GOD’S GENUINE DESIRE AND OFFER FOR ALL TO BE SAVED
Book Review By David P. Craig
John Piper states his purpose for writing this book as follows, “My aim in this short book is to show from Scripture that the simultaneous existence of God’s will for all people to be saved and his will to choose some people for salvation unconditionally before creation is not a sign of divine schizophrenia or exegetical confusion. A corresponding aim is to show that unconditional election therefore does not contradict biblical expressions of God’s compassion for all people and does not rule out sincere offers of salvation to all who are lost among the peoples of the world.”
In Chapter One Piper acknowledges and addresses some of the more perplexing texts that are cited to show that God’s will is for all people to be saved: 1 Timothy 2:4; 2 Peter 3:9; Ezekiel 18:23; and Matthew 23:37. Piper concludes his examination of these passages by stating that the only conclusion we can arrive at is that the Scriptures show that God has two wills: “willing something in one sense that he disapproves in another sense.”
In Chapter Two Piper illustrates God’s “two wills” by examining five explicit examples of this from the Scriptures: (a) In the death of Christ (Acts 2:23); (b) In the war against the Son of God (Rev. 17:16-17); (c) In the hardening of Pharaoh’s heart (Exodus); (d) In the restraint of a King’s evil (Proverbs); (e) In not delighting in the punishment of the wicked (Ezekiel 18:23).
Chapter Three is an exposition of the Sovereign will of God. Piper’s thesis is that “behind the complex relationship of the two wills of God is the foundational biblical premise that God is sovereign in a way that makes him ruler of all actions.” Piper examines various passages of Scripture and concludes, “Terms such as ‘will of decree’ and ‘will of command,’ or ‘sovereign will’ and ‘moral will,’ is not an artificial distinction demanded by Reformed theology. The terms are an effort to describe the whole of biblical revelation. They are an effort to say yes to all of the Bible and not silence any of it. They are a way to say yes to the universal will of Ezekiel 18:23 and Matthew 23:37, and yes to the individual, unconditional election of Romans 9:6-23.”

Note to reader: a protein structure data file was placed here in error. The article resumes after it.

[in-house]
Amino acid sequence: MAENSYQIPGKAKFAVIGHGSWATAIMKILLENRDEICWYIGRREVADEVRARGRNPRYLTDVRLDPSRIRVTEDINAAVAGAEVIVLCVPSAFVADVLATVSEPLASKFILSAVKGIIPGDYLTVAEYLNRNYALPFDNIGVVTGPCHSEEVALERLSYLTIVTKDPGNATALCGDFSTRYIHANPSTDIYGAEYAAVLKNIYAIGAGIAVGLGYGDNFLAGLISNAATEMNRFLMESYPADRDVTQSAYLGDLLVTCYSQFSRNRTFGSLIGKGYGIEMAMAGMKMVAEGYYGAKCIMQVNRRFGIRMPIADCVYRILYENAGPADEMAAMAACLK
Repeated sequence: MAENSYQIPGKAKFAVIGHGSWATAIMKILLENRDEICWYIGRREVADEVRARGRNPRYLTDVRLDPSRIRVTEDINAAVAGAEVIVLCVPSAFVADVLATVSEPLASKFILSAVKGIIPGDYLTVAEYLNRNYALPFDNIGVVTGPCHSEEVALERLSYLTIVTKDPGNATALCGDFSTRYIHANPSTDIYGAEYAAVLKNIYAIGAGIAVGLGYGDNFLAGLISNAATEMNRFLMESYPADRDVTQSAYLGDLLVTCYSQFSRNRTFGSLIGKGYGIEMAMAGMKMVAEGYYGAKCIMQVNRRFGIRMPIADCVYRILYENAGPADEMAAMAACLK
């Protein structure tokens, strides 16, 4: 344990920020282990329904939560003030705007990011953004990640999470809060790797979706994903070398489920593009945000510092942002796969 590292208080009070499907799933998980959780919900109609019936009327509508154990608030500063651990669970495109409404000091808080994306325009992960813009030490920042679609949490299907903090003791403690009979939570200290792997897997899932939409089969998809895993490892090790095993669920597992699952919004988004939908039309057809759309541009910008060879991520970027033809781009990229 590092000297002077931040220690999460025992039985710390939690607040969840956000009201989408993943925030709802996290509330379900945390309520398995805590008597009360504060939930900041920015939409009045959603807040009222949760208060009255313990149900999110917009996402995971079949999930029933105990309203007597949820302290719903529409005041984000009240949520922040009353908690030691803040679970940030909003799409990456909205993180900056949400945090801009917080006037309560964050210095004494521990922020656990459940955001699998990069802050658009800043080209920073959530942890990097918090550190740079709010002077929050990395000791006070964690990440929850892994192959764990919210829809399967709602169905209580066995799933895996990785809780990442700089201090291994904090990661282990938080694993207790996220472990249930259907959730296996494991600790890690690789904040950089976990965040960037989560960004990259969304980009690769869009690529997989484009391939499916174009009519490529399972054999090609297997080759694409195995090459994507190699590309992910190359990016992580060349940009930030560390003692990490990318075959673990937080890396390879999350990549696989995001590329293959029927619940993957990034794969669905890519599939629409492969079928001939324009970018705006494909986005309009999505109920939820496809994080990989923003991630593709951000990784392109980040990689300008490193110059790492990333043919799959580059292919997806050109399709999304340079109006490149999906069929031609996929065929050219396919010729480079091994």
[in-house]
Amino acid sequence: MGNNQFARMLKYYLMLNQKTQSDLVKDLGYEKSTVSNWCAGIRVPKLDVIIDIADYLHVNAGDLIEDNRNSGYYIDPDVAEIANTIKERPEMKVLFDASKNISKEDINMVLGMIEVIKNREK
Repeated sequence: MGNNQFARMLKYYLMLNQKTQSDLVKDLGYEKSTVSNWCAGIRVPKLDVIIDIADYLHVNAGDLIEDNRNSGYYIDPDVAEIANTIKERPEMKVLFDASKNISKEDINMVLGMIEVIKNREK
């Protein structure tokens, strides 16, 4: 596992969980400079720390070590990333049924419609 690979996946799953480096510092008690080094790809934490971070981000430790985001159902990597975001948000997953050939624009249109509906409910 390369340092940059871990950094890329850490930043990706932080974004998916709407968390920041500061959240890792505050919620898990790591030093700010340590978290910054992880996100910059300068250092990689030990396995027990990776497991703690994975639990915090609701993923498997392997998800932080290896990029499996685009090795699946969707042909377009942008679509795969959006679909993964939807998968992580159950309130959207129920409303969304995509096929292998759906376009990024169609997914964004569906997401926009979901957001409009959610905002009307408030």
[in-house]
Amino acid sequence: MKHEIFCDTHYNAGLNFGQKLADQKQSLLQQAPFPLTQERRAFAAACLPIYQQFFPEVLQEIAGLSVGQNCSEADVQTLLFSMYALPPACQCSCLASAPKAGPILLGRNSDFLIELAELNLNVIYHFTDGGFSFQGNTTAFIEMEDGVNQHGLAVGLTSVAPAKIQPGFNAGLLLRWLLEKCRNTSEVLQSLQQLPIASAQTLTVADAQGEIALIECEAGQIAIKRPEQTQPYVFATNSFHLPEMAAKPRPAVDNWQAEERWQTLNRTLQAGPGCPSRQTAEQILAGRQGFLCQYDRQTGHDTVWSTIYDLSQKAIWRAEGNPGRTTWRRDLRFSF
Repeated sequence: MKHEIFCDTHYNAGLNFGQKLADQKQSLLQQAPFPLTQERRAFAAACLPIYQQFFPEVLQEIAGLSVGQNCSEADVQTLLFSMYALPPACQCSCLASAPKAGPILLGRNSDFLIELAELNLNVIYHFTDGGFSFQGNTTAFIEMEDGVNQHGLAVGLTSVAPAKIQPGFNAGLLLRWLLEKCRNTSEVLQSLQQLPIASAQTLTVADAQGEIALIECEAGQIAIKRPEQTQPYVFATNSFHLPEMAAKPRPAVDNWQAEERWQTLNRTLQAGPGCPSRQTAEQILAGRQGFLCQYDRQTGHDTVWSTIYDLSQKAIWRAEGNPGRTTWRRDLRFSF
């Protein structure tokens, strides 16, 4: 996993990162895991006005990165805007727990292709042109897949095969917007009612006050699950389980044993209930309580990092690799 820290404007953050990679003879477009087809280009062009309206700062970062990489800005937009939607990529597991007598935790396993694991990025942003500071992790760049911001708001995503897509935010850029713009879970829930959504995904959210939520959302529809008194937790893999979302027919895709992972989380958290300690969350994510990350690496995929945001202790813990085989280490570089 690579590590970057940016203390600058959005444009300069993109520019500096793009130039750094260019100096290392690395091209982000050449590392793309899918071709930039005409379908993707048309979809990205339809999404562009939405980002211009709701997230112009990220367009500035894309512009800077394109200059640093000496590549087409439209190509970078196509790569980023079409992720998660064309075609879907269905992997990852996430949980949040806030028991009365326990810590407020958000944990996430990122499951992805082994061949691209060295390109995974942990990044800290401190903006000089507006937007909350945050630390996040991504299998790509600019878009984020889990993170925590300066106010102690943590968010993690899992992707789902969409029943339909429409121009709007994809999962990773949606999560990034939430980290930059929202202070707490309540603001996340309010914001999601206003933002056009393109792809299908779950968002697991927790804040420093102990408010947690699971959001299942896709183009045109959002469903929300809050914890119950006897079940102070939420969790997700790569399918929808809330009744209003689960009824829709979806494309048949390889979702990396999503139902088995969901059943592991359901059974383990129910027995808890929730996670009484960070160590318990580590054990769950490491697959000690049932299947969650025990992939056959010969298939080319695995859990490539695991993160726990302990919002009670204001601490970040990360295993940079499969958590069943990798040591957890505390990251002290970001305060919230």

In the final Chapter Piper ties his argument together by discussing how God does not sin in willing that sin takes place. He answers the question: “What keeps God from saving whom he desires to save? And he goes into a lengthy discussion of the question “What is free will?” In the process he comes back to 1 Timothy 2:4 and gives an exegetical and philosophical argument from some of the great theologians of the Church: John Calvin, Jonathan Edwards, Stephen Charnock, Robert L. Dabney and a wonderful illustration from the life of George Washington.
In the final analysis Piper arrives at 3 concluding statements about the universal love of God and the offer of Christ’s salvation to everyone in the world: “(1) Christ really is the all-powerful, all-wise, all-satisfying Son of God offered in the gospel; (2) by his death and resurrection, he has acted out God’s discriminating, definite electing, regenerating, faith-creating, every-promise-guaranteeing new-covenant love, and thus purchased and secured irreversibly for his elect everything needed to bring them from deadness in sin to everlasting, glorified life and joy in the presence of God; and (3) everyone without any exception, who receives Christ as supreme treasure–who believes in his name–will be united to Christ in the embrace of this electing love and enjoy him and his gifts forever.”
John Piper has done a beautiful job of explaining the mysteries of God’s sovereign will, the offer of salvation, and shown clearly that the Bible teaches that we believe in and practice both – that He is sovereign in His election of those He will save, and that we have a responsibility to declare the gospel to all of humanity because He desires their salvation. I recommend this book to help you understand the depths of God’s sovereign plan, love, and activity in carrying out His redemptive purposes until Christ returns again.